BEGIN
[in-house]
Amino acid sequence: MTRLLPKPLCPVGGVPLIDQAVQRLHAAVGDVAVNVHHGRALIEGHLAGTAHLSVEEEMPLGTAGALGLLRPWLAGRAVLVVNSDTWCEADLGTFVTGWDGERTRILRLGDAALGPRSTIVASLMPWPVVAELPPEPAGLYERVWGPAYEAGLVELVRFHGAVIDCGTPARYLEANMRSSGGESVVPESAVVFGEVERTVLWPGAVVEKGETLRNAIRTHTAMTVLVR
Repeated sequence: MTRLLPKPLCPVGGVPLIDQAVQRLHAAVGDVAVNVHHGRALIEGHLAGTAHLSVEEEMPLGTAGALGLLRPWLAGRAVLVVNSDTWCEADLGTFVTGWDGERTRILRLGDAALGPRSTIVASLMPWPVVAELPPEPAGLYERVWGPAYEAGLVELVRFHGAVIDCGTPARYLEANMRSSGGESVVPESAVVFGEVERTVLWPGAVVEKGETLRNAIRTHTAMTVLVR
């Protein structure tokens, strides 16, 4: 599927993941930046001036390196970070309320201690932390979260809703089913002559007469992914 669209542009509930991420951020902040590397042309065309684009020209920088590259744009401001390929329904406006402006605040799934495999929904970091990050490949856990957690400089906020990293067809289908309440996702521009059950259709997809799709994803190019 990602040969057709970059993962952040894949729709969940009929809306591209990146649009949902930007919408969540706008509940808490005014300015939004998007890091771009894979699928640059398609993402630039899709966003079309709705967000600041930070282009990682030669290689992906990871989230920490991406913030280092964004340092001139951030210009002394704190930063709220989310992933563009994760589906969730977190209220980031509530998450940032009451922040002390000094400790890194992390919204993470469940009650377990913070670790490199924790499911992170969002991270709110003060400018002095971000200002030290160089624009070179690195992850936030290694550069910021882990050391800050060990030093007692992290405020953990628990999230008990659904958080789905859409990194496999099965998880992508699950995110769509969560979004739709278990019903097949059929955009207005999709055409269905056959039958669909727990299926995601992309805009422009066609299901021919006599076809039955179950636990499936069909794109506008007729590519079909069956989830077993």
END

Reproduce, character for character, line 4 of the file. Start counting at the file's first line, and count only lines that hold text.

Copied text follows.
């Protein structure tokens, strides 16, 4: 599927993941930046001036390196970070309320201690932390979260809703089913002559007469992914 669209542009509930991420951020902040590397042309065309684009020209920088590259744009401001390929329904406006402006605040799934495999929904970091990050490949856990957690400089906020990293067809289908309440996702521009059950259709997809799709994803190019 990602040969057709970059993962952040894949729709969940009929809306591209990146649009949902930007919408969540706008509940808490005014300015939004998007890091771009894979699928640059398609993402630039899709966003079309709705967000600041930070282009990682030669290689992906990871989230920490991406913030280092964004340092001139951030210009002394704190930063709220989310992933563009994760589906969730977190209220980031509530998450940032009451922040002390000094400790890194992390919204993470469940009650377990913070670790490199924790499911992170969002991270709110003060400018002095971000200002030290160089624009070179690195992850936030290694550069910021882990050391800050060990030093007692992290405020953990628990999230008990659904958080789905859409990194496999099965998880992508699950995110769509969560979004739709278990019903097949059929955009207005999709055409269905056959039958669909727990299926995601992309805009422009066609299901021919006599076809039955179950636990499936069909794109506008007729590519079909069956989830077993």